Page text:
HAMMOND, Ind. (STMW) – A federal judge said he wouldn’t be surprised if two women were responsible for the loss of more than $1 million in their tax return fraud scheme but decided to sentence them to 41 months each because of their cooperation.
U.S. District Judge Philip Simon said during the sentencing hearing at the U.S. District Court in Hammond for Rosetta Yvonne Buchanan, 36, and Francesca Foster, 33, that their crimes were “breathtaking,” stealing the identities of about 260 people and using them to file for their tax returns. He called the crime of identity theft a serious one that couldn’t be overstated.
“It’s just a nightmare for people, a total nightmare,” he said.
However, he said he reluctantly agreed to go below the 57 to 71 months recommended for both women by federal guidelines because Assistant U.S. Attorney Susan Collins had spoken so highly of their cooperation in the case.
Collins said during Foster’s sentencing that the defendant had not only agreed to plead guilty to the crime but had also turned over jewelry and other property to recover the losses from her crime.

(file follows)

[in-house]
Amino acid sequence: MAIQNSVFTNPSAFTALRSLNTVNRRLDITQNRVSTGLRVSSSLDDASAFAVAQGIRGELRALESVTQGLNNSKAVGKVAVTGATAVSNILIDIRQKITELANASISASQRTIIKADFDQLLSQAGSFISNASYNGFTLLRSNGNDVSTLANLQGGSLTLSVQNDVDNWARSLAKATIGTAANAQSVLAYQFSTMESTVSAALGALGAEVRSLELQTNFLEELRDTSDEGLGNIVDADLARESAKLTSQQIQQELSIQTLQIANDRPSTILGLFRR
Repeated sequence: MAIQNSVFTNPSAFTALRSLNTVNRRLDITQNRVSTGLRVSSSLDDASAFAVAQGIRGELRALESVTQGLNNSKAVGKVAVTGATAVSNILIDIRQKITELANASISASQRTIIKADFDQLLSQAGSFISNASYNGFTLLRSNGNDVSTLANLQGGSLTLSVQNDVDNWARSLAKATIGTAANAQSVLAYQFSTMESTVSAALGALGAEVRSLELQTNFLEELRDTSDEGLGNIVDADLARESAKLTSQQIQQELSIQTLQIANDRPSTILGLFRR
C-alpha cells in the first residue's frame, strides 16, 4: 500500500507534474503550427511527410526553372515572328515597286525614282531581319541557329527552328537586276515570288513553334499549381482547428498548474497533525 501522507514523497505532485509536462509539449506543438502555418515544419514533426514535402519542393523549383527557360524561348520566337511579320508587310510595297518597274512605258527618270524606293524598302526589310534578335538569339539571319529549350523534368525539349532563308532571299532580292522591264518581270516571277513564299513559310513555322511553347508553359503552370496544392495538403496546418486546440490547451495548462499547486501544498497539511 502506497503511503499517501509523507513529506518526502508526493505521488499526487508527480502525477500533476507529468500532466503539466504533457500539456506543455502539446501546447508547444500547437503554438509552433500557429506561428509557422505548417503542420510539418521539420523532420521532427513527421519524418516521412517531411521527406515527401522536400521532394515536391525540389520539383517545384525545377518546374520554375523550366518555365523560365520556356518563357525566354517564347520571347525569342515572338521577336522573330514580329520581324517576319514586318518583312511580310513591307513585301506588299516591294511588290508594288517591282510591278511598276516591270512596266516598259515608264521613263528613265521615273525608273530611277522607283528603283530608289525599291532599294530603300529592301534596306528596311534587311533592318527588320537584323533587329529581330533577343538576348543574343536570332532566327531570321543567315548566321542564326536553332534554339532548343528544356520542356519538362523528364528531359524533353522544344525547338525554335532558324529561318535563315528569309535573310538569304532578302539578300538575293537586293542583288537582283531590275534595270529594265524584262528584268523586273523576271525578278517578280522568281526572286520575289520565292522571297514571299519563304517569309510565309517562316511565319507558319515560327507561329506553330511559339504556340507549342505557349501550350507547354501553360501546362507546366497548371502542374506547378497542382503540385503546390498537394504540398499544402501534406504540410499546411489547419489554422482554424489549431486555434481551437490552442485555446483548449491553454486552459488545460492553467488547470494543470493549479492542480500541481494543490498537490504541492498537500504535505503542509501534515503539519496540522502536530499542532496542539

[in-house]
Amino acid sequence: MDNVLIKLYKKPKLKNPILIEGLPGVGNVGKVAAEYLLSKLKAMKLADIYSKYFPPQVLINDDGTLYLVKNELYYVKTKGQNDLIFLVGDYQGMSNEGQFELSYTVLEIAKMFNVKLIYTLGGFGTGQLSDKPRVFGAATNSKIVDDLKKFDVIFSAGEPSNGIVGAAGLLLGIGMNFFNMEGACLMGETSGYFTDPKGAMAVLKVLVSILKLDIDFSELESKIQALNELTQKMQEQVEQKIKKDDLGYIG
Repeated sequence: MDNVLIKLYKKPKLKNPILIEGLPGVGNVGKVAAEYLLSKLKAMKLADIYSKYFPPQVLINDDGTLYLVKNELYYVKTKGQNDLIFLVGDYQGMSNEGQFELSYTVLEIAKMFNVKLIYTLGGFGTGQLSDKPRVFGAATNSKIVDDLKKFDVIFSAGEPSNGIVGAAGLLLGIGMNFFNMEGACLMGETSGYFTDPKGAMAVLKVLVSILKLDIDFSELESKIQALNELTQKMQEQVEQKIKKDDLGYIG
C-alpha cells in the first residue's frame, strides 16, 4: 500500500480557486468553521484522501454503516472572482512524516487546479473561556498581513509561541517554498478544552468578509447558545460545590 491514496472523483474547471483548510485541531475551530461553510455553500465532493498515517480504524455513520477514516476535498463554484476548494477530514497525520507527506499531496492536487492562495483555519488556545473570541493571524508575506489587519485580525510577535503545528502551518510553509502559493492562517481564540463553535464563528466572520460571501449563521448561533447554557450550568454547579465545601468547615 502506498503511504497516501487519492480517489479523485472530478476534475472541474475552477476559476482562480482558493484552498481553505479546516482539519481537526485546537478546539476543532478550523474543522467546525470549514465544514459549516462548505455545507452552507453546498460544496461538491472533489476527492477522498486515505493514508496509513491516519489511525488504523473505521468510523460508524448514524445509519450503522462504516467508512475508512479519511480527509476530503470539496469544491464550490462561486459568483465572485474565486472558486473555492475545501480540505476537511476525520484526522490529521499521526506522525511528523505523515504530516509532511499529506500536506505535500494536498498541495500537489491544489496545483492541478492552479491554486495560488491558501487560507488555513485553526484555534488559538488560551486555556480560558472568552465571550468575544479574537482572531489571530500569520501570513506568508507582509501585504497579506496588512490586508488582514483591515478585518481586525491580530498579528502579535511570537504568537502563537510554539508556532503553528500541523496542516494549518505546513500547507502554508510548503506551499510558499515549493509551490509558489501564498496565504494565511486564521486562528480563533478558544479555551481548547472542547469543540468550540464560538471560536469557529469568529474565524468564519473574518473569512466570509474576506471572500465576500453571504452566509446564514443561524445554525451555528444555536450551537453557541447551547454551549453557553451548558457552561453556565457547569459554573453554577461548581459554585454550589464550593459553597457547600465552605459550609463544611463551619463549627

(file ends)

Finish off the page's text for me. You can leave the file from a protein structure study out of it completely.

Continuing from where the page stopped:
Foster confessed in December to using her position at an H&R Block in East Chicago to get access to clients’ personal information. She and Buchanan then used that to file for the tax returns before the clients filed.
Foster apologized to H&R Block for hurting its reputation and to the victims.
“They do not deserve my deceit,” she said.
Police first learned of the fraud scheme when people started reporting that someone else had done their tax returns. However, they didn’t connect Foster and Buchanan to the scheme until a police officer in Highland pulled them over on a traffic violation. He found about 100 debit cards in the car, along with other personal identity information, according to records.
Simon did not sentence the women to pay restitution, citing the IRS’s authority to collect its own money.
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